Earlier this year, Deutsche Bank’s chief international economist Torsten Sløk circulated a presentation that painted a fairly dire portrait of the Canadian economy. The presentation shows that debt levels are hitting record levels and sky-high home prices are cooling off, increasing pressures on the Canadian financial system and labour markets.
Let’s take a look at the five most important headwinds facing the Canadian economy today.
1. Canadian household debt is higher than ever
In the early 1990s both U.S. and Canadian households started to take on an ever-increasing amount of debt. Starting at roughly 80% in 1990, household debt increased to 125% of household income in both countries by 2009. After the financial crisis, however, U.S. household debt to income decreased dramatically to its current level of 100%. Canadian household debt continues to increase dramatically to today’s nosebleed level of 150%. With the U.S. economy still reeling from its massive deleveraging cycle, Canada’s economy has the potential to be even worse.
2. Multiple forms of debt are hitting all-time highs
Since 2000 almost every form of consumer debt has rapidly outgrown the rise in incomes. The outstanding debt for personal lines of credit are up 800% since the turn of the century. Mortgage debt is up 400% and credit card loans are up 500%. Disposable income, meanwhile, has grown less than 200%.
3. The mortgage credit market is slowing down
Banks have been giving out less and less credit for mortgages since the American credit crisis hit in 2009. Unfortunately, this rate has trickled even lower. While total outstanding mortgage credit was growing at an annual 7% rate from 2010 to 2012, that rate has dipped to a 14-year low of only 5%. As mentioned earlier, household debt is at all-time highs. A slowing mortgage credit market may indicate that housing prices won’t rise as quickly in the future due to lower demand. If consumer’s houses don’t grow in value quickly enough to cover rapidly rising debt levels, there could be major trouble. And, as we’ll see in the next section, housing values could actually begin to fall.
4. Home prices are significantly overvalued
Not only are Canadian’s taking out excessive amounts of leverage to buy homes and other items, but the value of their main asset may be ready to fall. Deutsche Bank estimates that home prices across Canada are roughly 63% overvalued. This is greater than the 50% overvalued levels found in Australia and Norway.
5. If housing stumbles, the Canadian economy crumbles
A massive 7% of all Canadian workers are employed in the housing sector. This is nearly twice the rate of the U.S. This means that any trouble in the Canadian housing market could bleed over into the larger economy fairly easily. Canada’s biggest real estate market (Toronto) is nearing a five-year low. If this is any indication for what could happen in other parts of the country, the rate of employment could be headed for a tumble.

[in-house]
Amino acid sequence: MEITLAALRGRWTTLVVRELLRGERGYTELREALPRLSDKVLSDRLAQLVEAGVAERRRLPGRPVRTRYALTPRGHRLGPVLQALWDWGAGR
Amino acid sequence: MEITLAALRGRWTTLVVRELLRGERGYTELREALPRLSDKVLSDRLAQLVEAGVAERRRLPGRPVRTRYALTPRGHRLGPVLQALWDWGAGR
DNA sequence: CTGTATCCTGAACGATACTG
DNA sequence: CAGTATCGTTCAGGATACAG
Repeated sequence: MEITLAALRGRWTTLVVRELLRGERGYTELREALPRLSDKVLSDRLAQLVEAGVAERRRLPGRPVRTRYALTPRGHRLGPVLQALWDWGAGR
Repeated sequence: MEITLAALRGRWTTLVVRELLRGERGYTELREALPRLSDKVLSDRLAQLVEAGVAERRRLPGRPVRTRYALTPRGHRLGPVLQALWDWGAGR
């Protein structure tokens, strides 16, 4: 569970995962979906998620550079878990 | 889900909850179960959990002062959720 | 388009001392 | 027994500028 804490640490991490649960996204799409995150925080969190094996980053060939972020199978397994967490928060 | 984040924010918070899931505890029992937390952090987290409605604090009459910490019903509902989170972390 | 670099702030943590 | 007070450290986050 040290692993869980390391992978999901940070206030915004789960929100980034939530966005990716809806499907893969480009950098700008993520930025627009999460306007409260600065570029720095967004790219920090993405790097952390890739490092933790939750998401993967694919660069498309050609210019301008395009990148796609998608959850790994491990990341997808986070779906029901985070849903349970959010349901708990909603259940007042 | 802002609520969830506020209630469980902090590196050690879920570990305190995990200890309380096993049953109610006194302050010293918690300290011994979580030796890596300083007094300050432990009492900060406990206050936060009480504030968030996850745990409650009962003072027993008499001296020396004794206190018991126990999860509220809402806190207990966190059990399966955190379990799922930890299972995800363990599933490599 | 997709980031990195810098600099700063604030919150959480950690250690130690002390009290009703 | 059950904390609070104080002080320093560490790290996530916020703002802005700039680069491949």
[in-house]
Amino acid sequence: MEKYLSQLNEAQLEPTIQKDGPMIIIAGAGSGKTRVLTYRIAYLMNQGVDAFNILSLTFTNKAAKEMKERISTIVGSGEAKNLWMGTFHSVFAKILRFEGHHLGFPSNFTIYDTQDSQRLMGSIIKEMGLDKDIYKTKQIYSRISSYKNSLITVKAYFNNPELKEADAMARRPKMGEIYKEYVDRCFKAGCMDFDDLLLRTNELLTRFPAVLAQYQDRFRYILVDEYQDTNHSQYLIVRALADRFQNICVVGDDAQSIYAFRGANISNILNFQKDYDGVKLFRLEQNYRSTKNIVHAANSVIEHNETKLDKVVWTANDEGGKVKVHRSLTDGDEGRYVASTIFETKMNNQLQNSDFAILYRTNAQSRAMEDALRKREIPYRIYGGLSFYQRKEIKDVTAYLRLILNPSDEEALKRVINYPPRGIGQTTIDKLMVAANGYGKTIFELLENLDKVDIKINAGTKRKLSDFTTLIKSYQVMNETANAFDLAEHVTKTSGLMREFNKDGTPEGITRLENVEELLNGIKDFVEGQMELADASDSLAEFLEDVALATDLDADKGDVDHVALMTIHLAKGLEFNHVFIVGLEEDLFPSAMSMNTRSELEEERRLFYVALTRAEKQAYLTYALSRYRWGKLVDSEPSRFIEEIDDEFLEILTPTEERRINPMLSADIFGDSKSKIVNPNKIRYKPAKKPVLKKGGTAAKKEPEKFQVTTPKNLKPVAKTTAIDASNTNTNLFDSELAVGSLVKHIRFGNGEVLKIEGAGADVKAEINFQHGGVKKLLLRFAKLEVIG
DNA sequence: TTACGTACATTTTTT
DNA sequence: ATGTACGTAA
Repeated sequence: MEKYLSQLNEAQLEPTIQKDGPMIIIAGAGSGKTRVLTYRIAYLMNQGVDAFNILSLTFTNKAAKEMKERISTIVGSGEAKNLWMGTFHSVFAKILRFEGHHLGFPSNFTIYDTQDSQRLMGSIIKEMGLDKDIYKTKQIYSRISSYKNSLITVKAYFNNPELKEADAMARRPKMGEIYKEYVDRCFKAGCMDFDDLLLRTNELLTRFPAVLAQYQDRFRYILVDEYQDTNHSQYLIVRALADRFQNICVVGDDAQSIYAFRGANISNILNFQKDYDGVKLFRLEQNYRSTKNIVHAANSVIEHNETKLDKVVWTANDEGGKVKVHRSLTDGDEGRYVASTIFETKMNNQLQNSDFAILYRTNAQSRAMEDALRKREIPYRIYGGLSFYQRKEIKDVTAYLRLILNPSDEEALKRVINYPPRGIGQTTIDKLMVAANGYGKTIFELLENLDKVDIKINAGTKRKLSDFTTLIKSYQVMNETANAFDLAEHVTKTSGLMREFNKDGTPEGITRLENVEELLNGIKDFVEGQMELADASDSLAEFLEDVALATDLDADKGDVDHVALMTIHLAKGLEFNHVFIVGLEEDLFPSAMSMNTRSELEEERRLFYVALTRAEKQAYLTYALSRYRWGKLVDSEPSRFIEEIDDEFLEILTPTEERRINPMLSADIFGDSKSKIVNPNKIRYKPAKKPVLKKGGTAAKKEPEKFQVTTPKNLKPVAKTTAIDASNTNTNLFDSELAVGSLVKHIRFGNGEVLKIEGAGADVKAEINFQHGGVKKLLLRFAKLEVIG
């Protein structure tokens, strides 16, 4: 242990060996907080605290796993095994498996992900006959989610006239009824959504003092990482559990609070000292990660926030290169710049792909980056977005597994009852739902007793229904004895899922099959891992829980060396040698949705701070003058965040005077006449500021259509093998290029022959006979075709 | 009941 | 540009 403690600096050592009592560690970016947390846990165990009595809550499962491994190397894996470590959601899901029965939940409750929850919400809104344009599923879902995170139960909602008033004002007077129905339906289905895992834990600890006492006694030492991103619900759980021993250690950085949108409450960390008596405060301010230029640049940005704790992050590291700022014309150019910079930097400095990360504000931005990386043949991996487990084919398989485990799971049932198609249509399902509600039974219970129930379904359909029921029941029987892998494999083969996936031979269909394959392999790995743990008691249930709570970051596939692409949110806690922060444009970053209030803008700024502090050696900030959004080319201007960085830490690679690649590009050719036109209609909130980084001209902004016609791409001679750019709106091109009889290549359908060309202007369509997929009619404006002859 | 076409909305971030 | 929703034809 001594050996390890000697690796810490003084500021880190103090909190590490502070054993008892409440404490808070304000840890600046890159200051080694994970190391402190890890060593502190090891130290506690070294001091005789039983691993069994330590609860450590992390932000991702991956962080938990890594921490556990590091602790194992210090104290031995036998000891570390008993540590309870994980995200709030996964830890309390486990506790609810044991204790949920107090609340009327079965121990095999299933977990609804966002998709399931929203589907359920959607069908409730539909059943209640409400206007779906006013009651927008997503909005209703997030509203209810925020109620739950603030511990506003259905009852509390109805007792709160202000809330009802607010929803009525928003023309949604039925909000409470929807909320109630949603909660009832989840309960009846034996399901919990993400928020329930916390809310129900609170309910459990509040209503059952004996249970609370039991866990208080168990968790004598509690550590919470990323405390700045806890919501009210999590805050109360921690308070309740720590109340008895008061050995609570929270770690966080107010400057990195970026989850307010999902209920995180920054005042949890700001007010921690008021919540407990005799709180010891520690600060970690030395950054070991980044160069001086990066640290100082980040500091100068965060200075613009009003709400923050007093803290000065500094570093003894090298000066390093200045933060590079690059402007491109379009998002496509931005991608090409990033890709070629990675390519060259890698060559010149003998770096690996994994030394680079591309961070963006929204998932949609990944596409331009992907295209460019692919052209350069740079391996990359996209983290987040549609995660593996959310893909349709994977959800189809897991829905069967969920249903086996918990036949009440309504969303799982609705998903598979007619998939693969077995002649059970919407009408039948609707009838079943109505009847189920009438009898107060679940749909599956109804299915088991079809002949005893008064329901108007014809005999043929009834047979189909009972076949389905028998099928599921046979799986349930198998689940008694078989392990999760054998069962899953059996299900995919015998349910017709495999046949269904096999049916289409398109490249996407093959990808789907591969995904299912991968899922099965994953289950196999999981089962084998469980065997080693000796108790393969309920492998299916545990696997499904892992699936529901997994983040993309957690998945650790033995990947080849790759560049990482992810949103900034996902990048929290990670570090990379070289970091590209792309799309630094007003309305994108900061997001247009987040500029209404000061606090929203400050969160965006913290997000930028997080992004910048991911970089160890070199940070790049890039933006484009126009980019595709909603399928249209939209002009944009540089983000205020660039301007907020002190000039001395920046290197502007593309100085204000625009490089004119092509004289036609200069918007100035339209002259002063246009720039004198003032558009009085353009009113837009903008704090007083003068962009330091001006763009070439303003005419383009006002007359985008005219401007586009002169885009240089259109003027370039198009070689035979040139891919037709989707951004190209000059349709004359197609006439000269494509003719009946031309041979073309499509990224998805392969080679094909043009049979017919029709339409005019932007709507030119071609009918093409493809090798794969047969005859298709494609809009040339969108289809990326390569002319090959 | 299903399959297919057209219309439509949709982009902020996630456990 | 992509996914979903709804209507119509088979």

Reassess your portfolio’s risk
While the market might not roll over this year, there are numerous factors that could make a slowdown hurt across all sectors of the economy. Some stocks have a greater exposure to the Canadian housing market than others.
Similar to what happened during the U.S. credit crisis, the first companies to feel the pain will likely be the major banks. These include Royal Bank of Canada (TSX:RY)(NYSE:RY), Toronto-Dominion Bank (TSX:TD)(NYSE:TD), Bank of Nova Scotia (TSX:BNS)(NYSE:BNS), Bank of Montreal (TSX:BMO)(NYSE:BMO) and Canadian Imperial Bank of Commerce (TSX:CM)(NYSE:CM).
While many will point to their long dividend-payment history as a sign of stability, none of Canada’s major banks have previously faced such a dire and systemic situation. As an investor, it’s important to double-check your direct exposure to the Canadian economy, especially those that derive a majority of their revenues domestically. Aside from investments, it may be time to make sure your own personal financial situation is in proper condition should the overall economy hit a snag.
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This article represents the opinion of the writer, who may disagree with the “official” recommendation position of a Motley Fool premium service or advisor. We’re Motley! Questioning an investing thesis — even one of our own — helps us all think critically about investing and make decisions that help us become smarter, happier, and richer, so we sometimes publish articles that may not be in line with recommendations, rankings or other content.
Fool contributor Ryan Vanzo has no position in any stocks mentioned.